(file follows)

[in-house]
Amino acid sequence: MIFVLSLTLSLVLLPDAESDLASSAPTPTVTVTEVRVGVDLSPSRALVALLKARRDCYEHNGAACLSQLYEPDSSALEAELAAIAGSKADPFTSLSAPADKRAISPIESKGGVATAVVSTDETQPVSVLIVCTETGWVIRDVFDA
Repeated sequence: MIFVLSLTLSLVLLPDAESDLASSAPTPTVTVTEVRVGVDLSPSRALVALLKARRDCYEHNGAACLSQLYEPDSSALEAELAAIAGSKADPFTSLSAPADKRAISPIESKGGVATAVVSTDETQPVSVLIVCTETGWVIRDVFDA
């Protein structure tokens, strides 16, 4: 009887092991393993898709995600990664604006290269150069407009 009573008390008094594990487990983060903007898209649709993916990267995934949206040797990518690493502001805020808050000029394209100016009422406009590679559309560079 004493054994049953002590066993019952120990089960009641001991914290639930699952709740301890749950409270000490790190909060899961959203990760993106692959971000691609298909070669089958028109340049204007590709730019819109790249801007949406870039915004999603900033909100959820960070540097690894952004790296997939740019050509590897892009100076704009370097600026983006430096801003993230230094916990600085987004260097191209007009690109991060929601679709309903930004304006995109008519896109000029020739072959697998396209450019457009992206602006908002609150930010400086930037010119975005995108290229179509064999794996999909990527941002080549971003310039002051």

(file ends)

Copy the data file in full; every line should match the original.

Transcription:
[in-house]
Amino acid sequence: MIFVLSLTLSLVLLPDAESDLASSAPTPTVTVTEVRVGVDLSPSRALVALLKARRDCYEHNGAACLSQLYEPDSSALEAELAAIAGSKADPFTSLSAPADKRAISPIESKGGVATAVVSTDETQPVSVLIVCTETGWVIRDVFDA
Repeated sequence: MIFVLSLTLSLVLLPDAESDLASSAPTPTVTVTEVRVGVDLSPSRALVALLKARRDCYEHNGAACLSQLYEPDSSALEAELAAIAGSKADPFTSLSAPADKRAISPIESKGGVATAVVSTDETQPVSVLIVCTETGWVIRDVFDA
């Protein structure tokens, strides 16, 4: 009887092991393993898709995600990664604006290269150069407009 009573008390008094594990487990983060903007898209649709993916990267995934949206040797990518690493502001805020808050000029394209100016009422406009590679559309560079 004493054994049953002590066993019952120990089960009641001991914290639930699952709740301890749950409270000490790190909060899961959203990760993106692959971000691609298909070669089958028109340049204007590709730019819109790249801007949406870039915004999603900033909100959820960070540097690894952004790296997939740019050509590897892009100076704009370097600026983006430096801003993230230094916990600085987004260097191209007009690109991060929601679709309903930004304006995109008519896109000029020739072959697998396209450019457009992206602006908002609150930010400086930037010119975005995108290229179509064999794996999909990527941002080549971003310039002051």